Author: Val Berenshtein
In February of my freshman year of high school…
I became ill with anorexia. At the time, however, I did not realize it. I did not even know that eating disorders existed or how serious and life-threatening these mental illnesses were. Growing up, I never had problems with food, weight or body image. Nobody in my family had suffered from eating disorders in the past, so I was not genetically predisposed to the illnesses. I was a very happy, ebullient, radiant young girl, who saw the world through a lens of utmost positivity and who loved to live her life.
Although I was happy – the happiest I had ever been –, I always felt like there was something missing from my life, like I was somehow not enough.
In elementary and middle schools, I would look at the “popular” girls and wonder why I could not be more like them. I would question why boys did not take interest in me. I would tell myself it was because of my appearance – because of my body shape, my stretch marks, my hair, my clothes. All of my self-criticism was further supplemented by the hurtful remarks I would get from my peers. I was called earthquake, labeled as the ugliest one in my friend group and proclaimed to be stupid. In addition, weight and appearance were always central to my family, so I was constantly submerged in an environment where I felt it necessary to look my best. Otherwise, I felt the possibility of judgement weighing down on me tremendously.
Going into high school…
I therefore decided to lose some weight.
I wanted to be popular so that girls would want to be my friends and the boys would take interest in me; I wanted to turn over a new leaf and redefine who I was, given that all of my best friends were going to a different high school, and I would be going to my school alone; I wanted general attention from as many people as possible because I was experiencing an unintended lack of attention at home, with the recent birth of my brother; I wanted the bullying about my appearance to stop and never happen again.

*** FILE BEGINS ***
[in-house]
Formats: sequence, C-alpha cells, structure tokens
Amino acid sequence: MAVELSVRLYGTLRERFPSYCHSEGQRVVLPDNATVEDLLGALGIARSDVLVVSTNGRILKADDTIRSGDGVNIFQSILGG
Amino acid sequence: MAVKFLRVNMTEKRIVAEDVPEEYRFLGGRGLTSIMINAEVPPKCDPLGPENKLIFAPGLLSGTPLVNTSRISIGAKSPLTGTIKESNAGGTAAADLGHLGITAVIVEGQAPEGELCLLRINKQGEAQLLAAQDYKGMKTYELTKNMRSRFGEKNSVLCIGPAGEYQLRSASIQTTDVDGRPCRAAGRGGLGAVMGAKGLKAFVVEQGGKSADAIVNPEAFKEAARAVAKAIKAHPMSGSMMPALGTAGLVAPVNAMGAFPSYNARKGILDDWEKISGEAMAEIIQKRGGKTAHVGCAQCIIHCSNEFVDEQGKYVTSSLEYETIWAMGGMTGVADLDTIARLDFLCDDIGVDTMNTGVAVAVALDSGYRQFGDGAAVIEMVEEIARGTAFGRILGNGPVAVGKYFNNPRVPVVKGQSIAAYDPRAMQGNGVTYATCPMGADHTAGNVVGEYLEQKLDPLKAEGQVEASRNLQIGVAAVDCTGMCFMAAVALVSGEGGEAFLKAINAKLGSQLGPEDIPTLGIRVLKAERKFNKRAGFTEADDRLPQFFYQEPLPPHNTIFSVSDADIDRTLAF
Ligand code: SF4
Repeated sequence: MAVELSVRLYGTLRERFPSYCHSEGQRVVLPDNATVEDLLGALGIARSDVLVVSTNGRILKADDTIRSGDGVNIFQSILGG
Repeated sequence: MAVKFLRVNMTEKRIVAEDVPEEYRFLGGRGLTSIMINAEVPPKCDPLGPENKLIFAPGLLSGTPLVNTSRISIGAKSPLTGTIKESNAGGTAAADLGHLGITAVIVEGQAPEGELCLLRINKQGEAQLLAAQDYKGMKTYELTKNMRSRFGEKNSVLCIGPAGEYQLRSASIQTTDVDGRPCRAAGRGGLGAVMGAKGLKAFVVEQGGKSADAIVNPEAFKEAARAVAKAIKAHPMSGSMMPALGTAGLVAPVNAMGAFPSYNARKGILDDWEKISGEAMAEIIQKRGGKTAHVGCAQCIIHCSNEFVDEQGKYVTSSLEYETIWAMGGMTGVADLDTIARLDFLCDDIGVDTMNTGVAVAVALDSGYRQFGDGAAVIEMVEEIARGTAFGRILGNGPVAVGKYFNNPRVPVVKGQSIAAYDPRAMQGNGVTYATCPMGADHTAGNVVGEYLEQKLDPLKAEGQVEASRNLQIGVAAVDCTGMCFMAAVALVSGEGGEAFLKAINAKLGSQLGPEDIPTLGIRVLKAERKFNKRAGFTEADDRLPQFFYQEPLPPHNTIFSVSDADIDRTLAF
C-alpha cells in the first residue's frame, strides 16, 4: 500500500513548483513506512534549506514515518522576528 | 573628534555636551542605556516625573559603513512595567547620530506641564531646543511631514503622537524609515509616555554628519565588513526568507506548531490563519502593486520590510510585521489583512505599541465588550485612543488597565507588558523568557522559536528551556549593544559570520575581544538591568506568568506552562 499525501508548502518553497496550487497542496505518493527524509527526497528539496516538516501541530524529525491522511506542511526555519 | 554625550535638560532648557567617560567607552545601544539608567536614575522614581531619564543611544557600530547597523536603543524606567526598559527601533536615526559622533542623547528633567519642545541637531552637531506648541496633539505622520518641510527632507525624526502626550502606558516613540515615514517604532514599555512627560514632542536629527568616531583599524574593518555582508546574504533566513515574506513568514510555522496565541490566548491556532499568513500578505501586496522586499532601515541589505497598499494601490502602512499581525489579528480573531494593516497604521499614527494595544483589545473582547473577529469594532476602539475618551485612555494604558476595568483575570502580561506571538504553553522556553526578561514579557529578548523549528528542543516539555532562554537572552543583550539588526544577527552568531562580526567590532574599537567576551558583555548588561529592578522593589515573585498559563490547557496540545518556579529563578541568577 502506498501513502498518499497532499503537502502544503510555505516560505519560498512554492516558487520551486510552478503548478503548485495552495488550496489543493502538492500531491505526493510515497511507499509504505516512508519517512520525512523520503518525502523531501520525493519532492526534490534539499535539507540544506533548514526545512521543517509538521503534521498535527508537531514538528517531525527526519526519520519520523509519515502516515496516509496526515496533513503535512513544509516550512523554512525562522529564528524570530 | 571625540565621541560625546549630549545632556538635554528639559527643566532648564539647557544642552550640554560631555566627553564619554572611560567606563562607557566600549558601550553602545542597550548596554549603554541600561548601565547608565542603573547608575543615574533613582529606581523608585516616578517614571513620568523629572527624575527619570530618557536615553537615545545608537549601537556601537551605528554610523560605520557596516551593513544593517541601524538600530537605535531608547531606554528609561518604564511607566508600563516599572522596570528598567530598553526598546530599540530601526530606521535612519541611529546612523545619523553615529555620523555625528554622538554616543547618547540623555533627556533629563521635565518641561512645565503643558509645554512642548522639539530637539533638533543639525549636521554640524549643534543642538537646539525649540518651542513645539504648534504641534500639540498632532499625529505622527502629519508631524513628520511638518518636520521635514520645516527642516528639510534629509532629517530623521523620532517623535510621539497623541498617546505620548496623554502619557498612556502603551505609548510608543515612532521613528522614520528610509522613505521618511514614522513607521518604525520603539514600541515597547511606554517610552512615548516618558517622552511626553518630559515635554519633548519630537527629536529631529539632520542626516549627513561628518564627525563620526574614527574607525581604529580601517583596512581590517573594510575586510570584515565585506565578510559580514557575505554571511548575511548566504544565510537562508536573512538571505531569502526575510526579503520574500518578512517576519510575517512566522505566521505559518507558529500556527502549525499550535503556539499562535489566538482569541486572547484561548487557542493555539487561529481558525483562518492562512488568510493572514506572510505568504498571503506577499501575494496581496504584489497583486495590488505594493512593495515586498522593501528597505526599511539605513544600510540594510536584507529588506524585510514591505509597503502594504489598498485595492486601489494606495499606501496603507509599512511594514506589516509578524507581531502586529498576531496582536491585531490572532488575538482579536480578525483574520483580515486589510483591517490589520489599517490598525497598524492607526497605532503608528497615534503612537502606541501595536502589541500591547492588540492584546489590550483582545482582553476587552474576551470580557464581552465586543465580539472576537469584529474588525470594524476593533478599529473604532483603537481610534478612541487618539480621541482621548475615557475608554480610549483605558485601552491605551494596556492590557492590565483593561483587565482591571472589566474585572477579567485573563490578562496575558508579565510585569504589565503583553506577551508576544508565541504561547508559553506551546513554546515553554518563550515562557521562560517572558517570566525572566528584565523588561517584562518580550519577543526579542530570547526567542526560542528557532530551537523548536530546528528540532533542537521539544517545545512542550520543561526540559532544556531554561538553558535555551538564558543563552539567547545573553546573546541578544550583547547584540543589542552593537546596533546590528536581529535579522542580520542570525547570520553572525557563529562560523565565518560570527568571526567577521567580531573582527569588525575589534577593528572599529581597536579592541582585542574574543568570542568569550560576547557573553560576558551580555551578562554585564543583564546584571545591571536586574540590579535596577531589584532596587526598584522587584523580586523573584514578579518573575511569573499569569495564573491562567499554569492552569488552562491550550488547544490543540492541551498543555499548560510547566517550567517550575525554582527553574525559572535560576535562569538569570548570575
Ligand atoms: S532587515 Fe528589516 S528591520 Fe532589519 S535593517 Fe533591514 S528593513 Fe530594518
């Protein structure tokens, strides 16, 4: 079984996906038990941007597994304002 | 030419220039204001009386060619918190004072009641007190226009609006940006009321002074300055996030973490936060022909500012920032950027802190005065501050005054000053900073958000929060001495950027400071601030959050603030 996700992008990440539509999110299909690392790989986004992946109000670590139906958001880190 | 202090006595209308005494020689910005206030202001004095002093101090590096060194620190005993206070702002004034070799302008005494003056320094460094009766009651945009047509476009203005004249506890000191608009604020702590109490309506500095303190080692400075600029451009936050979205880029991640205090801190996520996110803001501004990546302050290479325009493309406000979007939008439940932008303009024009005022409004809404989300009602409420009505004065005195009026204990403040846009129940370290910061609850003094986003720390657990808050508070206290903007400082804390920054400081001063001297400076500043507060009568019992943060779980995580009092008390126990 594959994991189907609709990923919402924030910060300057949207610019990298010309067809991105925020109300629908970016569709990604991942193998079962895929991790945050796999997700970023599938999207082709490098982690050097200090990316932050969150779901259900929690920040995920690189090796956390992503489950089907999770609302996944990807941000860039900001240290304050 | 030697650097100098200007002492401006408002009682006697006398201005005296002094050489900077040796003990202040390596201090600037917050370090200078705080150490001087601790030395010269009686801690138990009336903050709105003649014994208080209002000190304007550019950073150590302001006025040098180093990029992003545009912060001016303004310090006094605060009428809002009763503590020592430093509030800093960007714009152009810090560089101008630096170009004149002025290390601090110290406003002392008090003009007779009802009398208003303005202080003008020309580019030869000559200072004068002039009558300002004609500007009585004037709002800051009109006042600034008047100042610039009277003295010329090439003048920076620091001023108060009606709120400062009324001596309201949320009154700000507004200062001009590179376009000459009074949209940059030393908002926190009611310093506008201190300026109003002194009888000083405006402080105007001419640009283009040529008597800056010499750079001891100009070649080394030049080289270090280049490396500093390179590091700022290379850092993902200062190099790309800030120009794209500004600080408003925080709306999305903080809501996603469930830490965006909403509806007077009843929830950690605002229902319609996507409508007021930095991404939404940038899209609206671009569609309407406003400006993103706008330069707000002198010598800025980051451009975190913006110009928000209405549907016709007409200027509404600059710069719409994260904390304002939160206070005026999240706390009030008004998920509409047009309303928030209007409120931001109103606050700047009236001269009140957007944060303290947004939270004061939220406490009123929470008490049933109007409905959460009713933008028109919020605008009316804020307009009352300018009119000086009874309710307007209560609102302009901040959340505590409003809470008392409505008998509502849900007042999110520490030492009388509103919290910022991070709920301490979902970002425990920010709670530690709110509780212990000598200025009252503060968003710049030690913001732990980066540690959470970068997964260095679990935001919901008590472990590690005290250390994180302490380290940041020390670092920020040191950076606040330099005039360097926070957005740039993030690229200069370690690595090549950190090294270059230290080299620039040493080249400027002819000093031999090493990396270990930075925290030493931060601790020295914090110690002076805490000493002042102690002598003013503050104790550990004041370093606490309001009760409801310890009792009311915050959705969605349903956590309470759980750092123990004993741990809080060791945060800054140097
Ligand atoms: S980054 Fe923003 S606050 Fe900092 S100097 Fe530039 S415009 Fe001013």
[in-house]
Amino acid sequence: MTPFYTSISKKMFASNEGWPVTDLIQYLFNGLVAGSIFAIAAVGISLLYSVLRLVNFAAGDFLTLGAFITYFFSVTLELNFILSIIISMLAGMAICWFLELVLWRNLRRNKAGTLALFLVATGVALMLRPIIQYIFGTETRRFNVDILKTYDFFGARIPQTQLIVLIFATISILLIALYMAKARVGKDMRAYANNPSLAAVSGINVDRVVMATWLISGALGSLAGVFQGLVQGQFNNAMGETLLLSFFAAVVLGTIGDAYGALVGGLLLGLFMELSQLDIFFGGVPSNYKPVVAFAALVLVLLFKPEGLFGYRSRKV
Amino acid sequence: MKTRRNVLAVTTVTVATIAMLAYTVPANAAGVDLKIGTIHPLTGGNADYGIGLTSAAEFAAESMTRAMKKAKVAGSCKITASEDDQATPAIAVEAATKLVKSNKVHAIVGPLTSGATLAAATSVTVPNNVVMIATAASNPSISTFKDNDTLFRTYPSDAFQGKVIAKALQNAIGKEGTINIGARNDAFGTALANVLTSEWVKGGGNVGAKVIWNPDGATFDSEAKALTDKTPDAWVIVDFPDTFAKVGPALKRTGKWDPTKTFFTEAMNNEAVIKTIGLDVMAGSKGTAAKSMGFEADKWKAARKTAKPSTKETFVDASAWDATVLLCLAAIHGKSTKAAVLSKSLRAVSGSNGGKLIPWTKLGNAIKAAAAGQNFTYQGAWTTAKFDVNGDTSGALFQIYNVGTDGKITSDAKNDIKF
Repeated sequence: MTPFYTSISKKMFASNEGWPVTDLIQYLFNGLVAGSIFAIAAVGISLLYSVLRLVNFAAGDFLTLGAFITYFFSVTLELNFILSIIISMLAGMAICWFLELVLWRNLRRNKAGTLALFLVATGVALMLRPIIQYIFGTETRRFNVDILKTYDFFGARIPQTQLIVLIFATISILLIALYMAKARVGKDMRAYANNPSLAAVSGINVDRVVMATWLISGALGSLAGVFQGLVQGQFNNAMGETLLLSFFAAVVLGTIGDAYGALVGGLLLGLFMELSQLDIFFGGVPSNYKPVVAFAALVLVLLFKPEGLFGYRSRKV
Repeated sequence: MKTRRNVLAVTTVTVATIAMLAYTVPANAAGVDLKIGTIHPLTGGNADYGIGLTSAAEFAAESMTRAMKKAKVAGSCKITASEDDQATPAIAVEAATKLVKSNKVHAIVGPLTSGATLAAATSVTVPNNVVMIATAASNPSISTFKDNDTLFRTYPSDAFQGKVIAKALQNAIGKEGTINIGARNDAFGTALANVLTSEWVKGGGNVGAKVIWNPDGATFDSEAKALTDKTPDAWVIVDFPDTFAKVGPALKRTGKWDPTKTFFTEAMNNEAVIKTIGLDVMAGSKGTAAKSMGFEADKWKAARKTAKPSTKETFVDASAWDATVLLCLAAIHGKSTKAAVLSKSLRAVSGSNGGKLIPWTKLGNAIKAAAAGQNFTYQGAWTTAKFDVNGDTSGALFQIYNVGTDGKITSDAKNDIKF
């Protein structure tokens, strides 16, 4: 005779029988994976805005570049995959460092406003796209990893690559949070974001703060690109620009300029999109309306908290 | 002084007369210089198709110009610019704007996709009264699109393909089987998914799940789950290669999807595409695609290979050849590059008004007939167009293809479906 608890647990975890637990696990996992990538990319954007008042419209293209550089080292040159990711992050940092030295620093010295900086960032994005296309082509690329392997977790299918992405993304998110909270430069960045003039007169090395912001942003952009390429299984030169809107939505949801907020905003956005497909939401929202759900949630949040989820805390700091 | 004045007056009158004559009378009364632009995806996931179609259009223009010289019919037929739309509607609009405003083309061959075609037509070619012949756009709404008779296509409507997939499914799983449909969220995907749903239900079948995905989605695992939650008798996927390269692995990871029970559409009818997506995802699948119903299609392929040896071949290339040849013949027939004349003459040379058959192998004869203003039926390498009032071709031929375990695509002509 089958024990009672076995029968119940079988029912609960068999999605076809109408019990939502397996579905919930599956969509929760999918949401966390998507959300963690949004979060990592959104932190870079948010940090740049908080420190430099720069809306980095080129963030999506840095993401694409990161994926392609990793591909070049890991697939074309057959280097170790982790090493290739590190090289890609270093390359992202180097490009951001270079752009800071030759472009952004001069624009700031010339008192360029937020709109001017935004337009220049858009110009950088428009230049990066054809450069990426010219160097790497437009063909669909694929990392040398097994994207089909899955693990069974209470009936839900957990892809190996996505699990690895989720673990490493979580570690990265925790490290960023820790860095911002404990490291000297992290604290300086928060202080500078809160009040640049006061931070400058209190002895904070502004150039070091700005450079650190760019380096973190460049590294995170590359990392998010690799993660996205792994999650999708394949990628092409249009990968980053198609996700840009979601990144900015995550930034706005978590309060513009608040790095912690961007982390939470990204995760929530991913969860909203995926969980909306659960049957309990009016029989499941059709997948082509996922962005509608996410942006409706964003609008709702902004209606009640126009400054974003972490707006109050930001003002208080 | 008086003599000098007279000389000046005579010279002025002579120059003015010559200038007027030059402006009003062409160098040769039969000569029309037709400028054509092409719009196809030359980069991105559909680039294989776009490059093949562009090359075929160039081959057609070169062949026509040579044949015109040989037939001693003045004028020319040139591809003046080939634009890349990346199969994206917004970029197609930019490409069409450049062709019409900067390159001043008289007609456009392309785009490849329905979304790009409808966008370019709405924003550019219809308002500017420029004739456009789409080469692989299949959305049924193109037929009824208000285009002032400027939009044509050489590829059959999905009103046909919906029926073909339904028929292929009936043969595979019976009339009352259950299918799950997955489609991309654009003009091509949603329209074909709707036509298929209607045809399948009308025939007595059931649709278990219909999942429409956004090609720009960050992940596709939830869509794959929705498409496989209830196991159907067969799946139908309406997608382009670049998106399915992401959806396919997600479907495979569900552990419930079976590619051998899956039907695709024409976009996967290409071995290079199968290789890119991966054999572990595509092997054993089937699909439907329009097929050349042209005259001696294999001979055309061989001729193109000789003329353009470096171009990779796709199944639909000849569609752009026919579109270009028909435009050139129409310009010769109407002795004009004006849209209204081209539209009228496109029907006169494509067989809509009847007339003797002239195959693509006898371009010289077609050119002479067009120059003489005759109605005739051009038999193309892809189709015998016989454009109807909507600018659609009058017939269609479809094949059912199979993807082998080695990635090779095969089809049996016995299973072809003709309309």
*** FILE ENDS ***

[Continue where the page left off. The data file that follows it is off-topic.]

Although my weight-loss goal started in a very healthy and balanced manner, my deleterious, self-harmful intentions should have been tell-tale signs that my decision would lead to no good.
Just a year and a half after making my decision…
I went from being slightly, medically overweight, having an athletic build from six years of competitive swimming, to being significantly underweight. In December of my sophomore year of high school, I was hospitalized for risk of cardiac arrest and organ failure due to severe weight loss and malnutrition. I spent seven months in treatment – two of those months being on a medical leave from school –, after which my treatment case was closed in June 2015, the summer after my sophomore year.
Despite hating the mentally-ill condition I was in and despite wanting to recover very badly, I never reached a full recovery. As treatment progressed, the eating disorder continuously fed my brain with a fear of physical change – a fear that was so intense that, by the time my case was closed, I ignored my remaining, and down-spiraling, illness for the following two-and-a-half years.
During those years, however, I dedicated myself…